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Dyker street co-named for fallen police officer nearly 40 years after death

Never forget: The corner of 86th Street and Seventh Avenue in Dyker Heights was co-named to honor Patrolman David Guttenberg who was shot and killed in the line of duty in 1978.
Photo by Georgine Benvenuto

It’s a corner of remembrance.

A Bay Ridge police officer who was shot and killed in the line of duty when he interrupted a robbery in 1978 was honored on Saturday when the city officially co-named the corner of 86th Street and Seventh Avenue in Dyker Heights in his honor. The ceremony was an emotional moment, according to one of his four children who attended, adding that the renaming would ensure her father’s legacy and sacrifice are not forgotten.

“It’s an incredible feeling to know that after 39 years, people still remember his sacrifice,” said Helaine Guttenberg-Ginsberg, who was 18-years-old when her father was killed. “It was just a tremendous honor.”

Guttenberg was fatally shot three times in the chest on December 29, 1978, when he unintentionally interrupted a robbery in progress at the Dyker Auto Supply Shop on 88th Street and Seventh Avenue when he went inside to inquire about a double-parked car. He died less than an hour after he was shot, at Victory Memorial Hospital in Bay Ridge, after serving on the force for 18 years. His wife, Barbara — who passed away in 2011 — later led the charge in conjunction with the Patrolmen’s Benevolent Association for the city to issue all officers bulletproof vests, which Guttenberg’s family believes would have saved his life.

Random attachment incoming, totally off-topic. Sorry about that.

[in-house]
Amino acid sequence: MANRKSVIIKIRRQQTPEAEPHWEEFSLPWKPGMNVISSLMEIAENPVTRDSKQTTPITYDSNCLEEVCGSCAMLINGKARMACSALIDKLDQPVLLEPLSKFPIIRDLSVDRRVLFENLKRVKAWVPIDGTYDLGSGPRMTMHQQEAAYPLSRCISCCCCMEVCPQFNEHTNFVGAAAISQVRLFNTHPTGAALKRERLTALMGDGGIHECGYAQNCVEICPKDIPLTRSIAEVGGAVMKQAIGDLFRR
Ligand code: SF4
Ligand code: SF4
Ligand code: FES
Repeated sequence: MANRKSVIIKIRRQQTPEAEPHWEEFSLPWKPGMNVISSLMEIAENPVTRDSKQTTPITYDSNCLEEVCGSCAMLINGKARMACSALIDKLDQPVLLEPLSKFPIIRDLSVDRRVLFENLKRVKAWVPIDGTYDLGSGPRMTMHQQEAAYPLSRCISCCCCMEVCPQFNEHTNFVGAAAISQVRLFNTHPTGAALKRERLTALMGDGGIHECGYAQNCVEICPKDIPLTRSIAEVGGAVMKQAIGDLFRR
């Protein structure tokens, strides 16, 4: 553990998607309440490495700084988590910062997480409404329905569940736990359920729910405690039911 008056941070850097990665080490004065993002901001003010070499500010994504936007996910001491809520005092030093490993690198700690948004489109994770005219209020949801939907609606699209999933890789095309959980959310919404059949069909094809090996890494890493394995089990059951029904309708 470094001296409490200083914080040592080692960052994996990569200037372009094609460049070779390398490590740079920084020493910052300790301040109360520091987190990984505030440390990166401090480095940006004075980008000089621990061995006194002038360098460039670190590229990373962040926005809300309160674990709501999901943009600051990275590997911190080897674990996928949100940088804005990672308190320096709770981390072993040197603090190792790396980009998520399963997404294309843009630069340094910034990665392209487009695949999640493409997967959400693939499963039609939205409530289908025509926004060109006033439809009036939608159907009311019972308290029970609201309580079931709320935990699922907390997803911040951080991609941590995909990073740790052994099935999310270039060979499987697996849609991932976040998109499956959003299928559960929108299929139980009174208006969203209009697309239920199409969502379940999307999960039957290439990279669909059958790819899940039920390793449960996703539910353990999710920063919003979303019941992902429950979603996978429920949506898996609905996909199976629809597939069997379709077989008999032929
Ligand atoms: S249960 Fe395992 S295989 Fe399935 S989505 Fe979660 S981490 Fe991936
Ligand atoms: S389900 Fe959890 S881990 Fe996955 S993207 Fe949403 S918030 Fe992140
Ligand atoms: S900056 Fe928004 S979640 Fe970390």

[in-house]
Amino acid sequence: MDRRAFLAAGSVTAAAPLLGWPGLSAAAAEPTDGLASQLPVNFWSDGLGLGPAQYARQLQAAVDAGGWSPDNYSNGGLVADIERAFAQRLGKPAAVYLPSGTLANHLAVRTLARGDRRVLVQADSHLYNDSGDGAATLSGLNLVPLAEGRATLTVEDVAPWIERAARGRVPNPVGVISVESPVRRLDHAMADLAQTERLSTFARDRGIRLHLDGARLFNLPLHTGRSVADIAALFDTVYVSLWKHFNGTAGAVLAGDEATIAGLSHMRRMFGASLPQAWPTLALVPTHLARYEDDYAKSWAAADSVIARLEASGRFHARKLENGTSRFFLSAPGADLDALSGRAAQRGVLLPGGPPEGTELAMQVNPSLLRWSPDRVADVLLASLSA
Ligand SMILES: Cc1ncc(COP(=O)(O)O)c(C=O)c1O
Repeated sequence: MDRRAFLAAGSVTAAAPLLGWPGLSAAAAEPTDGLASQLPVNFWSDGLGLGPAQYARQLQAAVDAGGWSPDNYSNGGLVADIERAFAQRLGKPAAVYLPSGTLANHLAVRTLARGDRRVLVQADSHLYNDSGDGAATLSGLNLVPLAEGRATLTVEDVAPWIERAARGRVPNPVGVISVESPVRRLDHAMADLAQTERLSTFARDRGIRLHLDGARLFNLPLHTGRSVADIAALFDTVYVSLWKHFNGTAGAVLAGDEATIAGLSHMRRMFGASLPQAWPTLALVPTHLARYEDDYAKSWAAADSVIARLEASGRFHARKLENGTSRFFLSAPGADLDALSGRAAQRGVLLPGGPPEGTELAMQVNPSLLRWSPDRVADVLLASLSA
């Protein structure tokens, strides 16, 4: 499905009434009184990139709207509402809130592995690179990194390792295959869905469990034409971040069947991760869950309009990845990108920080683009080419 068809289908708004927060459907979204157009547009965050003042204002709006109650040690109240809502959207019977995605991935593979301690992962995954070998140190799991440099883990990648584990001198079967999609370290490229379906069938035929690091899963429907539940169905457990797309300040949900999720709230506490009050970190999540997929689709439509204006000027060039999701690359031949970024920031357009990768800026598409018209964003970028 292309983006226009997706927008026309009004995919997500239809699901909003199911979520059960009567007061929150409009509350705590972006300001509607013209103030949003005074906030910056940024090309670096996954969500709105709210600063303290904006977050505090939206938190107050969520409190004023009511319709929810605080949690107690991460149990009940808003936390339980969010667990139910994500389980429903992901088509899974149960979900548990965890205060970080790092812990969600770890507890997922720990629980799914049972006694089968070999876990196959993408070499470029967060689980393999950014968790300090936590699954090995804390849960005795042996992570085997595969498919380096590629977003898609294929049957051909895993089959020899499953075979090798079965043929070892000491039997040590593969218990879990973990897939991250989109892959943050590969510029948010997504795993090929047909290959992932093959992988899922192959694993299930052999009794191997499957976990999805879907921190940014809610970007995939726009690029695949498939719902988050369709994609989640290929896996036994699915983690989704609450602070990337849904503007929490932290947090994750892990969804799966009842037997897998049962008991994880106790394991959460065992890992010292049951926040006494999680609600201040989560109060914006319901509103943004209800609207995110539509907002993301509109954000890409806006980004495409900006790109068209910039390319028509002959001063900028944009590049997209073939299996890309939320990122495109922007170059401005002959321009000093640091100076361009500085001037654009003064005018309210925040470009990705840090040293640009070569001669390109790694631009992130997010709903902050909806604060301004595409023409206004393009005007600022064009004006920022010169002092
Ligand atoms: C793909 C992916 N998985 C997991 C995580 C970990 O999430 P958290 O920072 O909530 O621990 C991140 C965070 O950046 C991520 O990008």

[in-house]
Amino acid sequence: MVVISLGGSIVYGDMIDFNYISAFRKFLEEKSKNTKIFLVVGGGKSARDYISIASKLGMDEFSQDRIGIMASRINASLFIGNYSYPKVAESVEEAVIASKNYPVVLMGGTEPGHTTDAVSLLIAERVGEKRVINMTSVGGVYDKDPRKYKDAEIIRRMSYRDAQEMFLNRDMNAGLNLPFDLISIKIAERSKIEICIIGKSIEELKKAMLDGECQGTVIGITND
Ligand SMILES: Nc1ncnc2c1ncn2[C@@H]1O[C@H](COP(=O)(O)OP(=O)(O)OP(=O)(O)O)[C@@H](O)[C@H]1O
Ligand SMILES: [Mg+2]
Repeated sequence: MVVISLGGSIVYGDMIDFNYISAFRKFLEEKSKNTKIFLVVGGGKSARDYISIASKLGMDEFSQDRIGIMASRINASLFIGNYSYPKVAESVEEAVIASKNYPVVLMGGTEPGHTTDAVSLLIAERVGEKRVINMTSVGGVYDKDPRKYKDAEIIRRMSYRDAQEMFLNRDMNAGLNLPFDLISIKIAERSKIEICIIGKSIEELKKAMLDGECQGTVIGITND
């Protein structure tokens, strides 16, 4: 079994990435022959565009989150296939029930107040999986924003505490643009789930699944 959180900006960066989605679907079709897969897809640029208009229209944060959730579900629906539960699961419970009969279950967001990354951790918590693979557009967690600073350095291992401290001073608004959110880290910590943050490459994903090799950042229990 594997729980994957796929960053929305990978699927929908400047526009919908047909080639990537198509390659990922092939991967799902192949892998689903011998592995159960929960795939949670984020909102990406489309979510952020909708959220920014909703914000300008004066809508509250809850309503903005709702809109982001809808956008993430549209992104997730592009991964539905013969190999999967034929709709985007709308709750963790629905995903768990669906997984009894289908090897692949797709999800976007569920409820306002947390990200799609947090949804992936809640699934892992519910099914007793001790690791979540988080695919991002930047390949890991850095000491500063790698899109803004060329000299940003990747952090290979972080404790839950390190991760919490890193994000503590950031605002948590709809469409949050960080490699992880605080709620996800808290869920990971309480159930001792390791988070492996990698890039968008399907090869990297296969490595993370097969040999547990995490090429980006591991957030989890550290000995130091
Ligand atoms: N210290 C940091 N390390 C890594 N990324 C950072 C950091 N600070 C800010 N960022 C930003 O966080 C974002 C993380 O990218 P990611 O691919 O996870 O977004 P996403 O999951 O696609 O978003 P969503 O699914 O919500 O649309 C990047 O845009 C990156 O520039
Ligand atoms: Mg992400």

The co-naming came nearly ten years after an auxiliary police officer at the 68th Precinct, where Guttenberg was based, became fascinated with the fallen hero when he began patrolling the same area Guttenberg did, eventually leading the effort to rename a street after him.

“In addition to passing his memorial plaque every time I left the precinct, I also patrolled the same street he did,” said Auxiliary Police Sergeant Christian Durante.

Durante said he began doing more research on Guttenberg and his case in 2011, when he made a memorial book on his own to honor Guttenberg and two other local fallen police officers so that newer and younger officers at the precinct would remember their sacrifices. Later that year, he began pushing for a street co-naming to honor Guttenberg, and finally reached out to Guttenberg-Ginsberg when he found her on Facebook last year to secure the family’s permission to move forward with the co-naming, an honor he felt was an important one.

“I felt that David gave his life for Bay Ridge,” said Durante “This was important to recognize his sacrifice.”

Retired police officers, local elected officials, and Guttenberg’s family and friends attended the Oct. 21 co-naming. Durante said the sign will help Guttenberg’s memory live on in the area that he worked to protect and ultimately gave his life for.

“Finally, his sacrifice will be remembered for all time,” Durante said. “People will see the sign and they will ask, ‘who was Patrolman Guttenberg and what did he do?’ That’s how his legacy continues, people passing by that sign and asking about him. It’s so gratifying to see that he will be remembered for all time.”

Reach reporter Julianne McShane at (718) 260–2523 or by e-mail at jmcshane@cnglocal.com. Follow her on Twitter @juliannemcshane.

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